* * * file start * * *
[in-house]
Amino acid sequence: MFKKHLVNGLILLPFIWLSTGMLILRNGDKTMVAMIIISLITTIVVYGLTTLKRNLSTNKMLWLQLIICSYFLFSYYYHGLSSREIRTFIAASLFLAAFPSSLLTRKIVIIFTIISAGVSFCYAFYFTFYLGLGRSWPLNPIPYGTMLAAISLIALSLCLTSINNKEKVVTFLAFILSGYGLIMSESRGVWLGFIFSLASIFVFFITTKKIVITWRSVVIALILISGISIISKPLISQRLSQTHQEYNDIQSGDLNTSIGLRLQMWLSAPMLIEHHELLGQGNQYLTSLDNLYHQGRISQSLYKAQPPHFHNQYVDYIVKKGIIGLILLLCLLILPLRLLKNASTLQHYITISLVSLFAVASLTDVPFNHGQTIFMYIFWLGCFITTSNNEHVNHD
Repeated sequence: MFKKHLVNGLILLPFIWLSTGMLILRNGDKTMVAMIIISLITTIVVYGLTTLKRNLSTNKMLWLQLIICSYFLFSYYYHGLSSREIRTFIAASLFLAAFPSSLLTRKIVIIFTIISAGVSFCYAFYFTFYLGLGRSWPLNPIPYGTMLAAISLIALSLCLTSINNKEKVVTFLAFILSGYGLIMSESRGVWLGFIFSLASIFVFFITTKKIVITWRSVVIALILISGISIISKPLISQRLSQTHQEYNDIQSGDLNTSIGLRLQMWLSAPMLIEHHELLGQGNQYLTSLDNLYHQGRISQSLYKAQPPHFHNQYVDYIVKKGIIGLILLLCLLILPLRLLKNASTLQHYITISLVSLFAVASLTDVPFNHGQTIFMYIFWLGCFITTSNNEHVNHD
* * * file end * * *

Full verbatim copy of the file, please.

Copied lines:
[in-house]
Amino acid sequence: MFKKHLVNGLILLPFIWLSTGMLILRNGDKTMVAMIIISLITTIVVYGLTTLKRNLSTNKMLWLQLIICSYFLFSYYYHGLSSREIRTFIAASLFLAAFPSSLLTRKIVIIFTIISAGVSFCYAFYFTFYLGLGRSWPLNPIPYGTMLAAISLIALSLCLTSINNKEKVVTFLAFILSGYGLIMSESRGVWLGFIFSLASIFVFFITTKKIVITWRSVVIALILISGISIISKPLISQRLSQTHQEYNDIQSGDLNTSIGLRLQMWLSAPMLIEHHELLGQGNQYLTSLDNLYHQGRISQSLYKAQPPHFHNQYVDYIVKKGIIGLILLLCLLILPLRLLKNASTLQHYITISLVSLFAVASLTDVPFNHGQTIFMYIFWLGCFITTSNNEHVNHD
Repeated sequence: MFKKHLVNGLILLPFIWLSTGMLILRNGDKTMVAMIIISLITTIVVYGLTTLKRNLSTNKMLWLQLIICSYFLFSYYYHGLSSREIRTFIAASLFLAAFPSSLLTRKIVIIFTIISAGVSFCYAFYFTFYLGLGRSWPLNPIPYGTMLAAISLIALSLCLTSINNKEKVVTFLAFILSGYGLIMSESRGVWLGFIFSLASIFVFFITTKKIVITWRSVVIALILISGISIISKPLISQRLSQTHQEYNDIQSGDLNTSIGLRLQMWLSAPMLIEHHELLGQGNQYLTSLDNLYHQGRISQSLYKAQPPHFHNQYVDYIVKKGIIGLILLLCLLILPLRLLKNASTLQHYITISLVSLFAVASLTDVPFNHGQTIFMYIFWLGCFITTSNNEHVNHD